More to Hana Bank leader Yin, 19, than meets the eye

By Randall MellOctober 13, 2017, 2:22 pm

Angel Yin is one of the LPGA’s most powerful players, but her coach says there’s a lot more to the young American’s game.

Bobby Lasken says Yin plays with an intelligence and feel in her hands you don’t find in a lot of players.

Yin, an LPGA rookie who turned 19 earlier this month, took the outright lead in the second round of the KEB Hana Bank Championship in South Korea Friday in a bid to claim her first tour victory. She helped the United States win the Solheim Cup in August as the second youngest American ever to play in the international team event. Lexi Thompson was four months younger when she made her first team.

With a 7-under-par 65 Friday, Yin took a two-shot lead on a trio of South Koreans: two-time major champion In Gee Chun (65), reigning U.S. Women’s Open champ Sung Hyun Park (69) and Jin Young Ko (67).

Lasken says Yin has a rare feel for a golf club, a sense of equipment that most young players don’t have.

“It’s the most amazing thing,” Lasken said. “She has such a great feel for clubs. She probably knows more about golf clubs than any player on the LPGA tour. She really has an understanding of weighting and things like that, when a club isn’t right, when something is a bit off. She can tell if the weighting on a putter head makes it a little open. People who don’t really know may not think it matters. It matters. She knows clubs in a way that’s rare.”

Yin ranks seventh on the LPGA in driving distance, averaging 271 yards per drive, and she used that power taking the lead on the Sky 72 Ocean Course in Incheon. She eagled the fifth hole, hitting driver and then 6-iron to 12 feet. She birdied the other three par 5s, playing them cumulatively in 5 under.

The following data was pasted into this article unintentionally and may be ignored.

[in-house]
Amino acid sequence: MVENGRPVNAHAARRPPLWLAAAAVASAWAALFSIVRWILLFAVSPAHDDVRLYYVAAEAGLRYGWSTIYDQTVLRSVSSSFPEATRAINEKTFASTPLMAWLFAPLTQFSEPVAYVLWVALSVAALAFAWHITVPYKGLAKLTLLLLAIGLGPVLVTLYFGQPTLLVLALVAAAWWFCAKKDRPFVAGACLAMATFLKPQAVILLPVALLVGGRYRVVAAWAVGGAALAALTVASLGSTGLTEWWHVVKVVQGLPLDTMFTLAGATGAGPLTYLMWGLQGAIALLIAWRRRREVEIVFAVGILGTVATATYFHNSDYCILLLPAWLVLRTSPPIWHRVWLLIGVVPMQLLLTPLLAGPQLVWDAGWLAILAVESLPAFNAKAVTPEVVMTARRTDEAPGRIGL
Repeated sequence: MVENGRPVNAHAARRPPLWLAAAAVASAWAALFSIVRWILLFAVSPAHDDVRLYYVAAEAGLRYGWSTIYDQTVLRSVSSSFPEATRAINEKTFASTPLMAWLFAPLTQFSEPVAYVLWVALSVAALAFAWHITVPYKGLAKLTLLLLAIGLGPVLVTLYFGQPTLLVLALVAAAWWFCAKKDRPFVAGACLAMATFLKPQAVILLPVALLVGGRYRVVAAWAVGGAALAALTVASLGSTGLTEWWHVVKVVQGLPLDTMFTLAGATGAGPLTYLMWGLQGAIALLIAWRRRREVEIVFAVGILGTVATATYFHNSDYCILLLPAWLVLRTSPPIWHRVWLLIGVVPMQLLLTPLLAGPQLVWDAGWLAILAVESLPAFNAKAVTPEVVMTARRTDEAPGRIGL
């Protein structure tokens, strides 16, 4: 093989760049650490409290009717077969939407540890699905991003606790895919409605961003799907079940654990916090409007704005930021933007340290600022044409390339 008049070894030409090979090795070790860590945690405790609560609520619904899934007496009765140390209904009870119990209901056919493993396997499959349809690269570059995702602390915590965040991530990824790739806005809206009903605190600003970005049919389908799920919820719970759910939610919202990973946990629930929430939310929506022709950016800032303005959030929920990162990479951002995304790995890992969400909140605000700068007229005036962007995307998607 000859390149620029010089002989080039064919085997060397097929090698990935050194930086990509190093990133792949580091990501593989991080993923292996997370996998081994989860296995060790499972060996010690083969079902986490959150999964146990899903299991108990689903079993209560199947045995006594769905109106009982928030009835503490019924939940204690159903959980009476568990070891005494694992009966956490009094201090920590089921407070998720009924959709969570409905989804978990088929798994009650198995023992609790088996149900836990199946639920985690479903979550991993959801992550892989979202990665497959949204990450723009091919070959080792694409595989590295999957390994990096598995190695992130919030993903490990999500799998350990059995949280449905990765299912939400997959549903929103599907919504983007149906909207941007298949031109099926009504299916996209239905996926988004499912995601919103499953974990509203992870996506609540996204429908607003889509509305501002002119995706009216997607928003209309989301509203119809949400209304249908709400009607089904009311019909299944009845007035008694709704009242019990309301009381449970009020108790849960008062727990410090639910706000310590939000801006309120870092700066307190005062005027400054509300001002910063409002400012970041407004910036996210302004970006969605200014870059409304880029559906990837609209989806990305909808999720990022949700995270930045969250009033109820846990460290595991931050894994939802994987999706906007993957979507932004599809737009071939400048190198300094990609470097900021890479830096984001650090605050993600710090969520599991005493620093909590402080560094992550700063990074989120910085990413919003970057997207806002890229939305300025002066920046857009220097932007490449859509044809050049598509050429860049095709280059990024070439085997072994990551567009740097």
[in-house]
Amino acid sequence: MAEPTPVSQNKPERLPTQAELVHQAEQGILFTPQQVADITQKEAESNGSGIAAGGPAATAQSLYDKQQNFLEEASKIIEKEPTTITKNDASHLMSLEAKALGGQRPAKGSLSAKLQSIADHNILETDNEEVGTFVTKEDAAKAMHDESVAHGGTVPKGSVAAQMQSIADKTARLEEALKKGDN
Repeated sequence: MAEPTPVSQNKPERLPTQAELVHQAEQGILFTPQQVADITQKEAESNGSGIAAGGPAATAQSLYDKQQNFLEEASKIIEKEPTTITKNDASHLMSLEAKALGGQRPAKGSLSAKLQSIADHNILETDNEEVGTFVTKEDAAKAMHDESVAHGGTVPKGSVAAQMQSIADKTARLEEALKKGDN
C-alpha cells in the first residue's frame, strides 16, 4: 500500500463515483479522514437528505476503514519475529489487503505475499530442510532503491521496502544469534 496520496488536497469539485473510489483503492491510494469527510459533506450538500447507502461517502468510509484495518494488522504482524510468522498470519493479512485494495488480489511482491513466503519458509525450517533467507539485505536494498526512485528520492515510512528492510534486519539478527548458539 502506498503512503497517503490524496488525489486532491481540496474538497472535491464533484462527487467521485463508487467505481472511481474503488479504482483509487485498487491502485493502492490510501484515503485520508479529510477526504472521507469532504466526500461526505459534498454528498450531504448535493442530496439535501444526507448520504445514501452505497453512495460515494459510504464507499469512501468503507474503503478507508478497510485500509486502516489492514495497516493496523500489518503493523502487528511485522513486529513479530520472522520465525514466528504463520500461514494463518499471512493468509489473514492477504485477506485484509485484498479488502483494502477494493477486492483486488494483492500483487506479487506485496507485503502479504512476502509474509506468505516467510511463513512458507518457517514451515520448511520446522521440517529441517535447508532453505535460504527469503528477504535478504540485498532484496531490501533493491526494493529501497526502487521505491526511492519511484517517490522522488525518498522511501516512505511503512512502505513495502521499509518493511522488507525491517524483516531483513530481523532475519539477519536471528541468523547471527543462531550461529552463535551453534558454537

“Distance is the highlight of my game, my advantage, too,” Yin said.

While Yin wasn’t a household name in the women’s game before the Solheim Cup, she has been on the radar of other tour players since she began emerging as a force as a junior growing up in California.


Full-field scores from the LPGA KEB HanaBank Championship


At 13, Yin qualified for the U.S. Women’s Open at Blackwolf Run. At 14, she won a junior qualifier to get into the ANA Inspiration and made the cut. At 15, she Monday qualified to get into the LPGA’s Kia Classic, At 16, she won the AJGA’s Annika Invitational, finished runner up in the U.S. Girls’ Junior and played on the U.S. Junior Solheim Cup team.

“Angel is a gifted athlete,” Lasken said. “A lot of what she has you just can’t teach.”

Lasken first heard about Yin when she was 10. Lasken’s sister, Kim, an LPGA pro at the time, was paired with Yin in a U.S. Women’s Open qualifier.

“Kim called me after saying, 'Oh my God, this 10-year-old girl was outdriving me by 30 yards,’” Lasken said. “Angel was a legend at 10.”

Yin made a name for herself on the Ladies European Tour last year. She finished second on tour in driving distance and 11th on the Order of Merit.

She also made a name for herself with her quirky, good humor.

“She’s hilarious,” Lasken said.

Yin’s handle on Instagram is @angelyinLOL.

“I’m from California, and I could tell right away Angel was a California girl,” said Beth Allen, the first American to win the LET’s Order of Merit. “It’s the way she talks, and that Californian free spirit. She marches to the beat of her own drum. She’s just a lot of fun.”

McCormick to caddie for Spieth at Aussie Open

By Will GrayNovember 19, 2017, 2:21 pm